Something we talk about a lot, here at Clearleft, is the concept of the component library.

Graham Smith
Graham Smith
one week ago

It’s a key deliverable to a number of our clients, and to help ensure high quality, we even developed a tool to manage them, fractal. But it wasn’t until the recent refresh of our brand and website that we had a chance to use it on our own project and, as we like to say, eat our own dog food.

As I tweeted out the other day, we have opened up the library we built for this very site at fractal.clearleft.com, for all to see, learn from, etc…

Now, a pattern library in itself is a lovely thing. However, we know that its true power lies in being directly integrated into the system for which it is intended. In our case the CMS, Craft. And we have done just that. It is an imperfect solution, but good enough for now. We’ll be aiming to refine it in the coming weeks and months, but in the meantime I thought it would be useful to share our method as it currently stands.

What we’re looking to accomplish is have our CMS read in the pattern files directly and apply the data from its database to construct each page. Our site and our component library are two separate systems in two separate repositories.

The Challenges

  1. Craft is built in PHP and uses Twig as its templating language. The main issue we faced here was PHP security prevents us from including files from outside the site’s root directory. So we needed a way to easily import the patterns into the site so that they were accessible.

  2. In Fractal, including components uses a special naming system to reference other components, e.g: {% include '@card' %}. The @ symbol is effectively shorthand for ‘ID’, allowing component template files to be included into others without hardcoded paths, allowing them to be moved around the directory structure without breaking everything. But we would need a way for Craft/Twig to figure out what component file is required by any given ID.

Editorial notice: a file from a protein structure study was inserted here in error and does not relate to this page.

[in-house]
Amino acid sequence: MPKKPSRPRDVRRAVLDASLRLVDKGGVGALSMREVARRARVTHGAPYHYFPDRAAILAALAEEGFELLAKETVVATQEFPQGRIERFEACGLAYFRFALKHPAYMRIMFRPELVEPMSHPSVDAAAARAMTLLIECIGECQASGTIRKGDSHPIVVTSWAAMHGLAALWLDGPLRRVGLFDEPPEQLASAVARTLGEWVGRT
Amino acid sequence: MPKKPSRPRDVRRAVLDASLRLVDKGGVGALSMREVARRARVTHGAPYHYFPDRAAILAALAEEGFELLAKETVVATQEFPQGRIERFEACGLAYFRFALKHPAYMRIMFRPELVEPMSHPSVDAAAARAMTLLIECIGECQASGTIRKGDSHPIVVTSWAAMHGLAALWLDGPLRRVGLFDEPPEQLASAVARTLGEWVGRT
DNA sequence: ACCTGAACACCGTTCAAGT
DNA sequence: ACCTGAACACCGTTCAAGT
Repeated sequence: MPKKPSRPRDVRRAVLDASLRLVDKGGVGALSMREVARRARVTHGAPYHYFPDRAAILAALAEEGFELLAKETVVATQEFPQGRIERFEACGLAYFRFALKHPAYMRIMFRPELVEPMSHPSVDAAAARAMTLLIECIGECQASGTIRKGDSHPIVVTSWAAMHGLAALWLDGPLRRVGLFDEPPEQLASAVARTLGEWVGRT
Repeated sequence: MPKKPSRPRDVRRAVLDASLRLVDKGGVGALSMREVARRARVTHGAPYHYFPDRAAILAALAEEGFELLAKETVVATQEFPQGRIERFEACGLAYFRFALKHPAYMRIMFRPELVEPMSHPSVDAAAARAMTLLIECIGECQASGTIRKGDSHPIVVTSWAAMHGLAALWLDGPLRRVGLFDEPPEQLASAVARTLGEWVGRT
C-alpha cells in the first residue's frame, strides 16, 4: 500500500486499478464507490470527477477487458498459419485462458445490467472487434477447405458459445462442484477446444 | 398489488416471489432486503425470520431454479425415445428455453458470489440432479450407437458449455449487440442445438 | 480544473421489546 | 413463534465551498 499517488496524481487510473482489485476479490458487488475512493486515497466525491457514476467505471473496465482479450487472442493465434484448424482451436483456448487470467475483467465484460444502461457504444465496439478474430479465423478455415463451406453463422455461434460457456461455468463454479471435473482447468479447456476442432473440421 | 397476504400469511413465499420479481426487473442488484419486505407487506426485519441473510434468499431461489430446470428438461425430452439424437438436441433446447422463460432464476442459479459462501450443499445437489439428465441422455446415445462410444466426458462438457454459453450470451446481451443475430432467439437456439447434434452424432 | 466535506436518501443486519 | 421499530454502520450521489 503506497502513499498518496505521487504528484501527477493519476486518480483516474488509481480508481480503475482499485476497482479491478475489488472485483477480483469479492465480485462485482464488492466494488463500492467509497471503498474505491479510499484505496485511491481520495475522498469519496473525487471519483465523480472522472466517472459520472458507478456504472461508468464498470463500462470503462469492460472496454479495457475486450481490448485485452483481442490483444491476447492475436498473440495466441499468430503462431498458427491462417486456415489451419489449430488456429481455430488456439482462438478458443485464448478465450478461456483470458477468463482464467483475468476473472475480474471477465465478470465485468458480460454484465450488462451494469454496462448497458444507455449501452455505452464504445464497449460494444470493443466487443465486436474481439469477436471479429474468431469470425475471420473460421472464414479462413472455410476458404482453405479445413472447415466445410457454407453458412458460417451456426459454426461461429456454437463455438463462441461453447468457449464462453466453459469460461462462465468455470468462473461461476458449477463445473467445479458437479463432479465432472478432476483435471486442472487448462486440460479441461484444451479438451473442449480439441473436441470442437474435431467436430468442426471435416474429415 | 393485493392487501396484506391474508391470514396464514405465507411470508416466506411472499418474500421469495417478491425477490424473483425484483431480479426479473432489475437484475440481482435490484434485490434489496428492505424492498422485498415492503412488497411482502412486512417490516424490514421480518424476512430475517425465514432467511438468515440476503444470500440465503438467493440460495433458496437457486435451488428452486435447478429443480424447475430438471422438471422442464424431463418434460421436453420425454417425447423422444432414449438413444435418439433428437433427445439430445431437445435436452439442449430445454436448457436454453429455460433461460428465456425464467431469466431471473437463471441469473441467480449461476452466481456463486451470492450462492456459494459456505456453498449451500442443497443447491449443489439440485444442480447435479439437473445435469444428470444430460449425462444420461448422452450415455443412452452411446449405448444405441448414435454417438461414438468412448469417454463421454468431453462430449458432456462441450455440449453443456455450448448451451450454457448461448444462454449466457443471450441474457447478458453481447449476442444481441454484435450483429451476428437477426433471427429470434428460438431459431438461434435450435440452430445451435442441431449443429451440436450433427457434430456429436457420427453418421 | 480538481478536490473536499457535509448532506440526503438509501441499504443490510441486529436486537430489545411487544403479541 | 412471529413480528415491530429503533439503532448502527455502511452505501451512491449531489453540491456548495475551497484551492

Getting the Library into Craft

Even though the component library and the website, in our case, live on the same server, we can’t reference component files either directly, or by setting up a components folder in Craft and symlinking. Instead, due to Fractal being a Node app, we are able to import it into other apps/sites using NPM. So, in the clearleft.com package.json file we have:

{
	"name": "clearleft.com",
	"version": "0.1.0",
	"description": "Clearleft site v5",
	"main": "index.js",
	"dependencies": {
		"clearleft-fractal": "github:clearleft/clearfractal"
	},
	...
}

And so by running npm install the component library is pulled into the node_modules folder in the site. Then, keeping the library up to date is a simple case of running npm update or, to speed up development, you can use npm link to create an npm symlink, thereby skipping the manual update step.

Understanding the Fractal Paths

With the components now in the node_modules folder of the site, we could include patterns into Craft templates with something along the lines of:

{% include ‘../../node_modules/clearleft-fractal/components/your-directory-structure-here/card.twig’ %}

But that’s horribly fragile and still does not handle referencing other components using the @ symbol. So what we need to do is get Craft to ‘understand’ that symbol and figure out where that component lives.